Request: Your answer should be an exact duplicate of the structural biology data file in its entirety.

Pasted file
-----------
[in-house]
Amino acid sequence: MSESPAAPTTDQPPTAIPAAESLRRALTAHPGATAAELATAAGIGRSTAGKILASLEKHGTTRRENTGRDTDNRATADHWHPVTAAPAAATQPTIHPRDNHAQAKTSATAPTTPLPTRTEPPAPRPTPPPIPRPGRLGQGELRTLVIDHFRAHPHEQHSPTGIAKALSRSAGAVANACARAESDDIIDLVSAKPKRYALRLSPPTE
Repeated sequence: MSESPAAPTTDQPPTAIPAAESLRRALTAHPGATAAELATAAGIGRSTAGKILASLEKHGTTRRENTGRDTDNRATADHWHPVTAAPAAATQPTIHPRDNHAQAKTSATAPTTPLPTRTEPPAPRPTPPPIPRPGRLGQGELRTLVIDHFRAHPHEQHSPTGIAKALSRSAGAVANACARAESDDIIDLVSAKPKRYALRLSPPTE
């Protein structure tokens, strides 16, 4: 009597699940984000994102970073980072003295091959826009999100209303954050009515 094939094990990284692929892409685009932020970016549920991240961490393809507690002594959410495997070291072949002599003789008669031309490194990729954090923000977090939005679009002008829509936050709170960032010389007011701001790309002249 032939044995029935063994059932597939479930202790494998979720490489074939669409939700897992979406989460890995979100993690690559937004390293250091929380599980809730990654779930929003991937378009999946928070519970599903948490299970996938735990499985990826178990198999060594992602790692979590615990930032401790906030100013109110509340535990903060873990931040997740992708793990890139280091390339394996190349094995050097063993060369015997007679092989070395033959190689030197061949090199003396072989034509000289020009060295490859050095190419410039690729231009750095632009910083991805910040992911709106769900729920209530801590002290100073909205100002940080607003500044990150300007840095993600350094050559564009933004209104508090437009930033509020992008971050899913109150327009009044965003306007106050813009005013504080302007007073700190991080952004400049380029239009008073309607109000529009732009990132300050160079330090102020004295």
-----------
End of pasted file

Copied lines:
[in-house]
Amino acid sequence: MSESPAAPTTDQPPTAIPAAESLRRALTAHPGATAAELATAAGIGRSTAGKILASLEKHGTTRRENTGRDTDNRATADHWHPVTAAPAAATQPTIHPRDNHAQAKTSATAPTTPLPTRTEPPAPRPTPPPIPRPGRLGQGELRTLVIDHFRAHPHEQHSPTGIAKALSRSAGAVANACARAESDDIIDLVSAKPKRYALRLSPPTE
Repeated sequence: MSESPAAPTTDQPPTAIPAAESLRRALTAHPGATAAELATAAGIGRSTAGKILASLEKHGTTRRENTGRDTDNRATADHWHPVTAAPAAATQPTIHPRDNHAQAKTSATAPTTPLPTRTEPPAPRPTPPPIPRPGRLGQGELRTLVIDHFRAHPHEQHSPTGIAKALSRSAGAVANACARAESDDIIDLVSAKPKRYALRLSPPTE
């Protein structure tokens, strides 16, 4: 009597699940984000994102970073980072003295091959826009999100209303954050009515 094939094990990284692929892409685009932020970016549920991240961490393809507690002594959410495997070291072949002599003789008669031309490194990729954090923000977090939005679009002008829509936050709170960032010389007011701001790309002249 032939044995029935063994059932597939479930202790494998979720490489074939669409939700897992979406989460890995979100993690690559937004390293250091929380599980809730990654779930929003991937378009999946928070519970599903948490299970996938735990499985990826178990198999060594992602790692979590615990930032401790906030100013109110509340535990903060873990931040997740992708793990890139280091390339394996190349094995050097063993060369015997007679092989070395033959190689030197061949090199003396072989034509000289020009060295490859050095190419410039690729231009750095632009910083991805910040992911709106769900729920209530801590002290100073909205100002940080607003500044990150300007840095993600350094050559564009933004209104508090437009930033509020992008971050899913109150327009009044965003306007106050813009005013504080302007007073700190991080952004400049380029239009008073309607109000529009732009990132300050160079330090102020004295």